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Lamb

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In the Icelandic pastoral thriller “Lamb,” director Valdimar Jóhannsson’s grippingly assured directorial debut that ruminates on parenthood, family and nature, Maria (Noomi Rapace) and Ingvar (Hilmir Snær Guðnason) are noticeably unhappy. Living on a remote, mountainous landscape that looks to be frozen in time, the rural farmers barely exchange words or crack a smile. Stern faced and muscularly poised, the hardworking couple just go about their day, plowing their land, harvesting their crop and tending to their livestock of lambs, ewes and horses with the same serious yet joyless dedication. You can sniff a sense of loss in the atmosphere that penetrates this otherwise tranquil scenery of quietly sharp colors, icy skies, and intimidating soundscapes. There is Christmas music on the radio, but none of the customary holiday cheer in the air. And somewhere out there in the wild, an insidious brute is making its rounds around the couple’s barn.

It’s on the heels of this silent misery that the duo’s happiness finally arrives in the most what-the-f**k-is-this form imaginable, the WTF-ness of which a late-entering character also reacts to in one of the film’s various moments of subtle deadpan comedy. A shocking sight for the viewer to receive and accept, it’s a reveal that also presents an immense writing challenge for any critic attempting to do justice to the film’s pacing through its secrets. While the adorably unnerving creature that blesses the household of Maria and Ingvar is very much the premise of “Lamb,” co-writers Jóhannsson and Sjón (also a poet and an author) conceal her identity and expose her visage in such a studiously slow fashion that one thinks twice before describing her and possibly ruining the experience for the readers. In that regard, it’s best to go completely cold into “Lamb,” which increasingly becomes a mongrel of a folkloric psychodrama and chamber horror, with preoccupations and a mood that fall somewhere between Robert Eggers’ “The Witch” and Ari Aster’s “Midsommar” even when the film can’t sustain its raw appeal all the way through unlike these aforesaid titles. That said, continue reading on only if you aren’t all too concerned about spoilers.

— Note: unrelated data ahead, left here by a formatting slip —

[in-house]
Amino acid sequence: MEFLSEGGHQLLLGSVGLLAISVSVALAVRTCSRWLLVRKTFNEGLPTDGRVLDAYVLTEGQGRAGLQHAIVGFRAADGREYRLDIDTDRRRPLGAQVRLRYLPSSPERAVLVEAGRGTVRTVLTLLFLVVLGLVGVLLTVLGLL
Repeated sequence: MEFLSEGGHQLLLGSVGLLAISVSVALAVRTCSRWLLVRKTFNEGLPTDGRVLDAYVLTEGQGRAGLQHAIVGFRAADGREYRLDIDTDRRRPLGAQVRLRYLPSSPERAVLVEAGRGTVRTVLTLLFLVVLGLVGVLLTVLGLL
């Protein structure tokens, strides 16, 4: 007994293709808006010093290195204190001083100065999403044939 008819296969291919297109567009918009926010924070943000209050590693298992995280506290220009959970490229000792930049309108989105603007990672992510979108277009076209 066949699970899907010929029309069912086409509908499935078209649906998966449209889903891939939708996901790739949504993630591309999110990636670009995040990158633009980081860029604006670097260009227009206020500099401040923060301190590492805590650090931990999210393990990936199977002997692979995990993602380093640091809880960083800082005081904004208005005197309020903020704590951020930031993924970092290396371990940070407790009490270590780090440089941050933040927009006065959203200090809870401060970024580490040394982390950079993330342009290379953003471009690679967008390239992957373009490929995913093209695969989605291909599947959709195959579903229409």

Those who are still with me: meet Ada, a half lamb-half human sweetie-pie believably created with the help of some CGI puppetry as well as real animals and young actors. Maria and Ingvar welcome her into their modest home so warmly and casually that you wonder whether they are able to see what the rest of us do. They feed her, bathe her, and tuck her in like everything is extremely normal with this cuddly creature, supposedly a gift that nature has bestowed upon them. What throws their newfound contentment off is the arrival of Ingvar’s brother Pétur (Björn Hlynur Haraldsson), a sibling evidently close with Ingvar, and perhaps closer than he needs to be with his sister-in-law.

The rivalrous dynamic Jóhannsson establishes within the household is both fiendishly fun to follow, and one that wears thin fast with not much to expand on. The same could be said about the film’s overarching concerns about parenthood, grief and mankind’s greedy domination of nature to protect their immediate and selfish interests by any means necessary. (Those who are extremely sensitive towards animal suffering and casualty should especially beware the company of these people who want to have their lamb and eat it too.) It’s not so much that co-writers Jóhannsson and Sjón lack deep ideas around these themes. But “Lamb” puts them all on an obscure backburner for far too long, prioritizing its skillful aesthetics and tone over a meaningful exploration of the anxieties at its heart.

Still, a fierce sense of originality you won’t be able to shake and look away from nearly makes up for the film’s relative lack of depth. Seen through the spooky, foggy lens of cinematographer Eli Erenson that recalls the enigmatic style of Béla Tarr (it can’t be a coincidence that Tarr is an executive producer here), the visual world of “Lamb” is immersive and soulful, qualities matched by Rapace’s expressive presence at every turn. While it’s not a thoroughly satisfying stew of style and substance—plus, it could’ve used some sharper scares—“Lamb” nonetheless leaves a unique enough aftertaste for one to crave more of the same distinctive weirdness from Jóhannsson in the future.

Available in theaters on October 8.

Tomris Laffly

Tomris Laffly is a freelance film writer and critic based in New York. A member of the New York Film Critics Circle (NYFCC), she regularly contributes to RogerEbert.com, Variety and Time Out New York, with bylines in Filmmaker Magazine, Film Journal International, Vulture, The Playlist and The Wrap, among other outlets.

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Lamb movie poster

Lamb (2021)

Rated R for some bloody violent images and sexuality/nudity.

106 minutes

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